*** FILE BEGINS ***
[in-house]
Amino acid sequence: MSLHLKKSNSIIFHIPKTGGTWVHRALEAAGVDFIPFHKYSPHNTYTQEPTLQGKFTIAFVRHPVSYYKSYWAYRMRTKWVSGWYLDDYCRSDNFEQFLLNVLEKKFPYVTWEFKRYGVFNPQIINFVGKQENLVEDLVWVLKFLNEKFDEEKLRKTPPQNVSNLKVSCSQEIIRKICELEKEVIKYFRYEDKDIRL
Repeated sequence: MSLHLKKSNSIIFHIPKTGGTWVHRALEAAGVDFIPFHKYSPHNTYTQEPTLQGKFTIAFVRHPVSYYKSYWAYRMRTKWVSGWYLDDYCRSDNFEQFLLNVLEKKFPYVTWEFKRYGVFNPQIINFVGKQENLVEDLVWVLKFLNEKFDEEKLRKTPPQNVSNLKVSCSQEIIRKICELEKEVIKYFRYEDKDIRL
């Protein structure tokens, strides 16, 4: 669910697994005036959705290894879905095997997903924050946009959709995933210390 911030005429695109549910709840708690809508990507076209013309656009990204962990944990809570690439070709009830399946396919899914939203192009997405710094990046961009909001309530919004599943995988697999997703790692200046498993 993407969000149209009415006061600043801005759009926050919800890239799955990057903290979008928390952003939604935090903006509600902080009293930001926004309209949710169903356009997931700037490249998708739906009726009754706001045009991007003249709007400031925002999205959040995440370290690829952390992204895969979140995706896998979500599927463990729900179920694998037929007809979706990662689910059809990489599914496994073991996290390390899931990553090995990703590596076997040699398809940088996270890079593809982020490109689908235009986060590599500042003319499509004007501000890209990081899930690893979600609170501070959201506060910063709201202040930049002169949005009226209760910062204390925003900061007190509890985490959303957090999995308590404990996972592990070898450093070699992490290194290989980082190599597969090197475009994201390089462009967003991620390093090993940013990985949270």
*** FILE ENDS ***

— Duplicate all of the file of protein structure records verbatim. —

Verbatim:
[in-house]
Amino acid sequence: MSLHLKKSNSIIFHIPKTGGTWVHRALEAAGVDFIPFHKYSPHNTYTQEPTLQGKFTIAFVRHPVSYYKSYWAYRMRTKWVSGWYLDDYCRSDNFEQFLLNVLEKKFPYVTWEFKRYGVFNPQIINFVGKQENLVEDLVWVLKFLNEKFDEEKLRKTPPQNVSNLKVSCSQEIIRKICELEKEVIKYFRYEDKDIRL
Repeated sequence: MSLHLKKSNSIIFHIPKTGGTWVHRALEAAGVDFIPFHKYSPHNTYTQEPTLQGKFTIAFVRHPVSYYKSYWAYRMRTKWVSGWYLDDYCRSDNFEQFLLNVLEKKFPYVTWEFKRYGVFNPQIINFVGKQENLVEDLVWVLKFLNEKFDEEKLRKTPPQNVSNLKVSCSQEIIRKICELEKEVIKYFRYEDKDIRL
């Protein structure tokens, strides 16, 4: 669910697994005036959705290894879905095997997903924050946009959709995933210390 911030005429695109549910709840708690809508990507076209013309656009990204962990944990809570690439070709009830399946396919899914939203192009997405710094990046961009909001309530919004599943995988697999997703790692200046498993 993407969000149209009415006061600043801005759009926050919800890239799955990057903290979008928390952003939604935090903006509600902080009293930001926004309209949710169903356009997931700037490249998708739906009726009754706001045009991007003249709007400031925002999205959040995440370290690829952390992204895969979140995706896998979500599927463990729900179920694998037929007809979706990662689910059809990489599914496994073991996290390390899931990553090995990703590596076997040699398809940088996270890079593809982020490109689908235009986060590599500042003319499509004007501000890209990081899930690893979600609170501070959201506060910063709201202040930049002169949005009226209760910062204390925003900061007190509890985490959303957090999995308590404990996972592990070898450093070699992490290194290989980082190599597969090197475009994201390089462009967003991620390093090993940013990985949270």